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Concert Review

Venezuelan conductor makes an admirable downtown debut with CSO

Fri Jan 19, 2018 at 4:53 pm

By Lawrence A. Johnson

Rafael Payare conducted the Chicago Symphony Orchestra Thursday night. Photo: Todd Rosenberg

Rafael Payare conducted the Chicago Symphony Orchestra Thursday night. Photo: Todd Rosenberg

Rafael Payare made his Chicago Symphony Orchestra podium debut in 2015 at Ravinia. The young Venezuelan seemingly impressed the CSO powers-that-be enough to earn an immediate downtown subscription engagement—a feat almost unprecedented for a young conductor.

Payare’s admirable Orchestra Hall debut Thursday night provided evidence of a young and charismatic maestro who at his best can whip up considerable excitement–somewhat in the vein of his compatriot Gustavo Dudamel, also a product of their nation’s El Sistema program. And yet while Payare has been making the rounds of the world’s leading orchestras there were also signs that the slender, bushy-topped maestro could use some experience and seasoning.

Like American orchestras everywhere this season, the CSO is marking the centennial birthday year of Leonard Bernstein. The Symphonic Suite from On the Waterfront was performed last October and Payare opened his program with the Symphonic Dances from West Side Story.

This souped-up orchestral suite, adapted from Bernstein’s hit Broadway musical of doomed teen love among street gangs in 1950s New York–still the greatest work in the genre–is almost failsafe in performance. The best performances should make you want to go directly home, load the DVD and watch West Side Story all over again.

The seismic performance served up by the CSO under Payare’s direction certainly did that. The high-stepping dance episodes were given full-tilt dynamism, Payare drawing combustible  playing from the brass and Latin percussion.  (The CSO players’ finger-snapping was on the money though the “Mambo!” shouts were a bit inhibited.)

Apart from the thrilling sonic and rhythmic fury, Payare also impressed in the more restrained sections. He coaxed a lovely and shimmering yet not over the top “Somewhere” and elicited playing of piquant delicacy in the cha-cha take on “Maria.” The conductor was also skillful in making this confection organic, keeping firm focus in transitional sequences and avoiding the feeling of a greatest-hits collection.

A wavery flute apart, there was terrific playing from the CSO across all sections, with the stratospheric solo trumpet nailed in the “Dance at the Gym.” The orchestra looked happy to be back on the job and sounded rested and newly energized after their long Christmas break.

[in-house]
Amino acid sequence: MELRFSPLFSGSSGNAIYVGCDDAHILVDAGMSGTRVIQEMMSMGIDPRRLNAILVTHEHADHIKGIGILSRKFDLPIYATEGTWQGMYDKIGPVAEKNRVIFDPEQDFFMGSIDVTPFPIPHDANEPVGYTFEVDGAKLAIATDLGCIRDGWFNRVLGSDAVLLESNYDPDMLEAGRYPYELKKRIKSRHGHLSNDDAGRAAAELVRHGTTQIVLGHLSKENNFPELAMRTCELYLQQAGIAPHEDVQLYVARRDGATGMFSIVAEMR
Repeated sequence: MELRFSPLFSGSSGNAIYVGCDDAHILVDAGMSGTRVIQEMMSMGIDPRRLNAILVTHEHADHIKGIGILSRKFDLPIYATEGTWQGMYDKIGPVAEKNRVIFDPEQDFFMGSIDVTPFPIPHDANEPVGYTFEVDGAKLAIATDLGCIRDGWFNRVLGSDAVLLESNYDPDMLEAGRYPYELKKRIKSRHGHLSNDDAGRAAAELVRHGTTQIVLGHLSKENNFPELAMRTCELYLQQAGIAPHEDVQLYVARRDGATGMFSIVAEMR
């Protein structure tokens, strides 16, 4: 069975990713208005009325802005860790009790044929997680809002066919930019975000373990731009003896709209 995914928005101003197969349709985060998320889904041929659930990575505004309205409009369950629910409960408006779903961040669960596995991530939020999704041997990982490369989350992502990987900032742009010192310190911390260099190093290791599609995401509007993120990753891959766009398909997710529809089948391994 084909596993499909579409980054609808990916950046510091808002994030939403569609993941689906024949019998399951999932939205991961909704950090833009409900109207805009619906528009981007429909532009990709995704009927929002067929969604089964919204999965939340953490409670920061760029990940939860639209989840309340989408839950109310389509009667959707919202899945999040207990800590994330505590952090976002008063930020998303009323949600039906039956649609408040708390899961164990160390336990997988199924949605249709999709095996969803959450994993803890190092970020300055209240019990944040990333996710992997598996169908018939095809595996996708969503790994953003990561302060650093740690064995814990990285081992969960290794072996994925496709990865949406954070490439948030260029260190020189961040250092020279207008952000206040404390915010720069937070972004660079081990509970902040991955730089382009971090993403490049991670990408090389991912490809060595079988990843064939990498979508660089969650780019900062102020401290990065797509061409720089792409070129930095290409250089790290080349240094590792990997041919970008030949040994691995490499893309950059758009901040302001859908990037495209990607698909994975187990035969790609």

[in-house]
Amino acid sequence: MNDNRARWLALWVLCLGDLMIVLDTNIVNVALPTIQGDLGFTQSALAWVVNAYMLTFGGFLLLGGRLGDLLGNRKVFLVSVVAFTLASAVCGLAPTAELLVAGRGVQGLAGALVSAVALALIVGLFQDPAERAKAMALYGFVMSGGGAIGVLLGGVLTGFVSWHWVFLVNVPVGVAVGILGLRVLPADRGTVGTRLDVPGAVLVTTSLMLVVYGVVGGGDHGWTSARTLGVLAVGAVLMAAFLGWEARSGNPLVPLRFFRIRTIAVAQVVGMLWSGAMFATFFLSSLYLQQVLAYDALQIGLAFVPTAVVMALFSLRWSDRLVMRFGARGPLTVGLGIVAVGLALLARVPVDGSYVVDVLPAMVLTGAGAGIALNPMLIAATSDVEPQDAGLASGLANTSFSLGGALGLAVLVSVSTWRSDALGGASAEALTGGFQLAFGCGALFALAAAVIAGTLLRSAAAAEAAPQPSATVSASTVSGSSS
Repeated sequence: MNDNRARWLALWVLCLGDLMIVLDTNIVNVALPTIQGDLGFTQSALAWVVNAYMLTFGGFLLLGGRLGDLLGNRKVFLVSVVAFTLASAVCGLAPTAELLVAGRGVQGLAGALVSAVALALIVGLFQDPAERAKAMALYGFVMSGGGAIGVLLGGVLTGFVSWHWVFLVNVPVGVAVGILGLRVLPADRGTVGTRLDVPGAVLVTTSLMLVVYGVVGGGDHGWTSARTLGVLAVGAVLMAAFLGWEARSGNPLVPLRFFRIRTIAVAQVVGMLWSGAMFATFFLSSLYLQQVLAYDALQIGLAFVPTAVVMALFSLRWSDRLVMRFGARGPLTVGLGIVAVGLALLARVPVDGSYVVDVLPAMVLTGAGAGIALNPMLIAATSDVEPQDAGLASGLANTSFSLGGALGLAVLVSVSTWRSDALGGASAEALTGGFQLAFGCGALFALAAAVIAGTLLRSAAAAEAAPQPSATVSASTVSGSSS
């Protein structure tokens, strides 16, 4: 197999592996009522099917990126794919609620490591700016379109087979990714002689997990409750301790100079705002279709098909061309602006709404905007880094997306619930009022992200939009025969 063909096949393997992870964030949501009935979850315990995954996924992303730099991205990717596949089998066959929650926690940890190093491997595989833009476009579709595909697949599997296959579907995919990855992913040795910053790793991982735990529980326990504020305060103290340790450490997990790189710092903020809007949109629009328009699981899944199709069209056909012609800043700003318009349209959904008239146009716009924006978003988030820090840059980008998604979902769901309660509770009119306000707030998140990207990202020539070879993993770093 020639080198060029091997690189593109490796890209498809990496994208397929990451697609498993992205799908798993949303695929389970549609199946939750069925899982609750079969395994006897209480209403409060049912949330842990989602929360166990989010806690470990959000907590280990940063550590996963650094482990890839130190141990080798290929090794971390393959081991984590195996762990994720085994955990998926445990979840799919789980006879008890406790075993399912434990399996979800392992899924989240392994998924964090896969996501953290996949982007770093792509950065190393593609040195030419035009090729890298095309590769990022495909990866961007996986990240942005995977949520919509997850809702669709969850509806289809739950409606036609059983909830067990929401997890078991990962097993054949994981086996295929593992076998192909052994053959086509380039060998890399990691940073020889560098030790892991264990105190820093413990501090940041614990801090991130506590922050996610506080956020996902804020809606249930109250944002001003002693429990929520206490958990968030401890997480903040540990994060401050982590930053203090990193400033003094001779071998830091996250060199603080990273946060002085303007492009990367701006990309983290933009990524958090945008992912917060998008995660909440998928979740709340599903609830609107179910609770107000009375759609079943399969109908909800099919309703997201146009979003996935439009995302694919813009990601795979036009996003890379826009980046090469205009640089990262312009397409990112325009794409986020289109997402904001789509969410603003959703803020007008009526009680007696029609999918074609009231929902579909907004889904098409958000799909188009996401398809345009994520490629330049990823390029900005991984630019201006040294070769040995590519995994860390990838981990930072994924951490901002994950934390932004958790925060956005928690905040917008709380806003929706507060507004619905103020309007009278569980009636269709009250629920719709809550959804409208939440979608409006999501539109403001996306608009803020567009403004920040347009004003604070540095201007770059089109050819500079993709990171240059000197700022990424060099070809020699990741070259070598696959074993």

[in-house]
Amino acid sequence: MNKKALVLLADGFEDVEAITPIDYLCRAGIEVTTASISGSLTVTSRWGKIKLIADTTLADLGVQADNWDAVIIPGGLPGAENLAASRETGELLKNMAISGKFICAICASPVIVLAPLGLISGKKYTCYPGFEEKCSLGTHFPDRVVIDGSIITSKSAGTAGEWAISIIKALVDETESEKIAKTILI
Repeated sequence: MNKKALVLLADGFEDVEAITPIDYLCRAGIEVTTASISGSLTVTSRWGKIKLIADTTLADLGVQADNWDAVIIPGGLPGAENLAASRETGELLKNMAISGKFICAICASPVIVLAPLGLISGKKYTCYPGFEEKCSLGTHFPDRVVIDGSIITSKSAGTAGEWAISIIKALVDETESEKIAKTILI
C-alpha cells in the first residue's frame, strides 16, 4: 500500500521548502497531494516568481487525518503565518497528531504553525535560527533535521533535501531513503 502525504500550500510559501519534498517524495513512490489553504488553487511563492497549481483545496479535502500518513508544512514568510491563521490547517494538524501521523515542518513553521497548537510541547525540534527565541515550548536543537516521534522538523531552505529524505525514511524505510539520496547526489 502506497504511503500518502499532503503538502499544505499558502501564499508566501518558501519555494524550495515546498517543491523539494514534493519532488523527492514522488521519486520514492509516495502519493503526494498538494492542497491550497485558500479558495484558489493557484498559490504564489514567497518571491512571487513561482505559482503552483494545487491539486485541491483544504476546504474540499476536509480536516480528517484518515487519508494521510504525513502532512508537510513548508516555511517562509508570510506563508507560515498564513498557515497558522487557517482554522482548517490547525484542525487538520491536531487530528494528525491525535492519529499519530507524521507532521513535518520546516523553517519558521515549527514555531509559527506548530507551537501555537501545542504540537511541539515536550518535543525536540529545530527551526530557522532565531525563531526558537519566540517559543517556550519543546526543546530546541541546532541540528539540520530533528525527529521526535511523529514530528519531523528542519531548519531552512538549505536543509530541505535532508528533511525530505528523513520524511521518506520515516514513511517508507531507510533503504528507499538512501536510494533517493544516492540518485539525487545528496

The evening closed with Bartok’s Concerto for Orchestra. As in the Bernstein, Payare was a confident and engaging figure on the podium, yet here the musical rewards proved more mixed.

While there were inspired moments, it wasn’t always clear that Payare had an overriding vision of this much-played work. The opening pages of the Introduzione were lacking in mystery and the Elegia sounded similarly undercharacterized, missing the unsettling nocturnal atmosphere. There was a literal quality to Payare’s direction, which was serviceable bar to bar but too often failed to convey the larger picture—notably the score’s sheer weirdness and grandeur. The conductor  was most effective when the volume grew louder. 

The final two movements went better with a full-blooded lampooning of Shostakovich in the Intermezzo and dazzling ensemble virtuosity in the headlong tumult of the finale. Of course, the orchestra has had this music in its DNA for over a half-century, from the Fritz Reiner and Georg Solti eras on, and delivered sufficient verve and individuality on their own, with notably witty pairs of clarinets and bassoons in the second movement.

1/18/18 8:43:32 PM -- Chicago, IL, USA Chicago Symphony Orchestra Rafael Payare conductor Keith Buncke bassoon Bernstein Symphonic Dances from West Side Story Mozart Bassoon Concerto © Todd Rosenberg Photography 2018

Keith Buncke performed Mozart’s Bassoon Concerto Thursday night. Photo: Todd Rosenberg

The centerpiece of the evening was Mozart’s Bassoon Concerto featuring the orchestra’s  principal Keith Buncke in his first solo outing with the CSO.

The Portland native has been a welcome addition to the woodwind section since joining the CSO in 2015 at age 21. In addition to his  astoundingly seamless technique, his fresh and individual playing has brought a welcome personality to an often low-profile position.

His Mozart performance was as technically assured as one would expect, Buncke sailing through the two-octave leaps and rapid figurations with nimble agility and unruffled poise.

Yet, ultimately this concerto debut came as something of a disappointment. Buncke’s playing felt too cautious and his lightish tone didn’t project well, even to the front of the lower balcony. Most surprising, there was a pallid, even bland quality to his solo playing. Buncke’s own quirky cadenzas showed more personality and a degree more playfulness, though they went on too long, especially in the slow movement.

Buncke floated a graceful solo line in the Andante but the expression stayed largely on the surface. In 2014 David McGill, Buncke’s predecessor, explored a depth and eloquence in this movement that one didn’t even know existed.

Keith Buncke is such a gifted musician it’s sometimes easy to forget that he’s still just 24 years old. No doubt his future performances of this cornerstone concerto will gain in expression and richness with the experience that the years will bring.

The program will be repeated 8 p.m. Saturday. cso.org; 312-294-3000.

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